Mountains (2) may move from their position but you should not move from yours. Grit your teeth. Lend to Alláh your head (in fighting for Alláh, give yourself to Alláh). Plant your feet firmly on the ground. Have your eye on the remotest foe and close your eyes (to their numerical majority). And keep sure that succour is but from Alláh, the Glorified.
(1). Muhammad ibn al-hanafiyyah was Amír al-mu’minín’s son but called Ibn Hanafiyyah after his mother. His mother’s name was Khawlah bint Ja`far. She was known as Hanafiyyah after her tribe Banú Hanífah. When people of Yamámah were declared apostates for refusing to pay zakát (religious tax) and were killed and their women-folk were brought to Medina as slave girls, this lady also came to Medina with them. When her tribesmen came to know it they approached Amír al-mu’minín and requested him to save her from the blemish of slavery and protect her family honour and prestige. Consequently, Amír al-mu’minín set her free after purchasing and married here whereafter Muhammad was born.
Most historians have written his surname as Abu’l-Qásim. Thus, the author of al-Istí`áb (vol. 3, pp. 1366, 1367-1368, 1370, 1371-1372) has narrated the opinion of Abú Ráshid ibn Hafs az-Zuhrí that from among the sons of the companions (of the Prophet) he came across four individuals everyone of whom was named Muhammad and surnamed Abu’l-Qásim, namely (I) Muhammad ibn al-hanafiyyah, (2) Muhammad ibn Abú Bakr (3) Muhammad ibn Talhah and (4) Muhammad ibn Sa`d. After this he writes that Muhammad ibn Talhah’s name and surname was given by the Prophet. al-Wáqidí writes that the name and surname of Muhammad ibn Abú Bakr was suggested by `Á’ishah. Apparently the Holy Prophet’s giving the name of Muhammad ibn Talhah seems incorrect since from some traditions it appears that the Prophet had reserved it for a son of Amír al-mu’minín and he was Muhammad ibn al-hanafiyyah.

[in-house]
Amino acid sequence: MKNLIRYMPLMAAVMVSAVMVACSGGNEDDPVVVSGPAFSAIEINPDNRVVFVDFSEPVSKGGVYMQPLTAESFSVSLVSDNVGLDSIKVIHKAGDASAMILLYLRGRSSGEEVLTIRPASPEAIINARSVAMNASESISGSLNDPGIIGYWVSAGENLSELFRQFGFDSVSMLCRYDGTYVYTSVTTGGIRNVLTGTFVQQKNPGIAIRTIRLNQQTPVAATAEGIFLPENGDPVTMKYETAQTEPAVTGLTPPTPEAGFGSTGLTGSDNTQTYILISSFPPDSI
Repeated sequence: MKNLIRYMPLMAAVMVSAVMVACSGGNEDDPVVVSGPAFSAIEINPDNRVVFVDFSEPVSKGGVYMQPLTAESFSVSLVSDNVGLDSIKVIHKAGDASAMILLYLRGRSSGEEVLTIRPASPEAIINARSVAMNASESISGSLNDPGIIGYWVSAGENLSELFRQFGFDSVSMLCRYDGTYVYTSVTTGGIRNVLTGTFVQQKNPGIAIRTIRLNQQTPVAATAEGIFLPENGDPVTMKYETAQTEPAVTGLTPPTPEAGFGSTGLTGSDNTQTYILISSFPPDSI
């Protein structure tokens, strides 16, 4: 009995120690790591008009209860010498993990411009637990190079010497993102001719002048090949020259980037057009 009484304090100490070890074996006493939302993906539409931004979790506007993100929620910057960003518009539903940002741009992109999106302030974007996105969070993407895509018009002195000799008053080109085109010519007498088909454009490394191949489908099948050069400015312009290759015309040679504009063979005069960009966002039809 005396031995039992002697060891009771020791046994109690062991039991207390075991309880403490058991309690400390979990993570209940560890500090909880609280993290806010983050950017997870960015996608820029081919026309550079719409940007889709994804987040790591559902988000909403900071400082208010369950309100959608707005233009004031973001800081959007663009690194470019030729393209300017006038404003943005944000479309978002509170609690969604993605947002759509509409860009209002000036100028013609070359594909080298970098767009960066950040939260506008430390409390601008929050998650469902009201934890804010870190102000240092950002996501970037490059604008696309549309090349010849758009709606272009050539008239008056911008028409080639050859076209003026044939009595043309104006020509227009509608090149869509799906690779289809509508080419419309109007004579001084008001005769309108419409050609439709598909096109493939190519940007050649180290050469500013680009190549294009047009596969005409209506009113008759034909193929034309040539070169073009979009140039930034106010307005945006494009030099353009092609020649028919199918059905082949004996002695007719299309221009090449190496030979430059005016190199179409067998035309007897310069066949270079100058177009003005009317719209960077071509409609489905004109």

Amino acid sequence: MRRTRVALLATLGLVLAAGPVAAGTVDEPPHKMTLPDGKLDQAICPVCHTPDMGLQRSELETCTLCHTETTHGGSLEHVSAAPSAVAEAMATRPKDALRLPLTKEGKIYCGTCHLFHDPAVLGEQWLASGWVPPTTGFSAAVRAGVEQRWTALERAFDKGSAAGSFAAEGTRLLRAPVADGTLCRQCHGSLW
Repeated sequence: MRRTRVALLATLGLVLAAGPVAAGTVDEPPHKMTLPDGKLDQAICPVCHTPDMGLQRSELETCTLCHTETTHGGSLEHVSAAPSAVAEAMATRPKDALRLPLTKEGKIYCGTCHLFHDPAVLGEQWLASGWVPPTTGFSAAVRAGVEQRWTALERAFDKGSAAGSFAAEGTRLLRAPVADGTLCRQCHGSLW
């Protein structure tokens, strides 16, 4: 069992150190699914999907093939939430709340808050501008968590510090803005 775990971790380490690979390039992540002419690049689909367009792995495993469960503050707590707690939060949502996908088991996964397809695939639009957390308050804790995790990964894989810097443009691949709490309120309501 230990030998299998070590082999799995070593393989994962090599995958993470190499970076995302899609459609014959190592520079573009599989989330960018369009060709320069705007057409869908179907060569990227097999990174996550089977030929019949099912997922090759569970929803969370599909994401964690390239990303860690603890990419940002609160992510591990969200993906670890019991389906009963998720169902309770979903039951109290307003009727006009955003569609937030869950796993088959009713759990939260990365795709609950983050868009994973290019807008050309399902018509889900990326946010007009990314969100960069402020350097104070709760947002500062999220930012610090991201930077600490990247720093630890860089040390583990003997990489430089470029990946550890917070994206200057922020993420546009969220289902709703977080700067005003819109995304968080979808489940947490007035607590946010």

As regards his surname it is said that the Prophet had particularised it and that he had told `Alí that a son would be born to you after me and I have given him my name and surname and after that it is not permissible for anyone in my people to have this name and surname together.
With this opinion before us how can it be correct that the Prophet had given this very name and surname to anyone else since particularisation means that no one else would share it. Moreover, some people have recorded the surname of Ibn Talhah as Abú Sulaymán instead of Abu’l-Qásim and this further confirms our view point. Similarly, if the surname of Muhammad ibn Abú Bakr was on the ground that his son’s name was Qásim, who was among the theologians of Medina, then what is the sense in `Á’ishah having suggested it. If she had suggested it along with the name how could Muhammad ibn Abú Bakr tolerate it later on since having been brought up under the care of Amír al-mu’minín the Prophet’s saying could not remain concealed from him. Moreover, most people have recorded his surname as Abú `Abd ar-Rahmán, which weakens the view of Abú Ráshid.
Let alone these people’s surname being Abu’l-Qásim, even for Ibn al-hanafiyyah this surname is not proved. Although Ibn Khallikán (in Wafayát al-a`yán, vol. 4, p.170) has taken that son of Amír al-mu’minín for whom the Prophet had particularised this surname to be Muhammad ibn al-hanafiyyah, yet al-`Allámah al-Mámaqání (in Tanqíh al-maqál, vol. 3, Part 1, p. 112) writes:
In applying this tradition to Muhammad ibn al-hanafiyyah, Ibn Khallikán has got into confusion, because the son of Amír al-mu’minín whom the Prophet’s name and surname together have been gifted by the Prophet, and which is not permissible to be given to any one else, is to the awaited last Imám (may our lives be his ransom), and not to Muhammad ibn al-hanafiyyah, nor is the surname Abu’l-Qásim established for him, rather some of the Sunnis being ignorant of the real intention of the Prophet, have taken to mean Ibn al-hanafiyyah.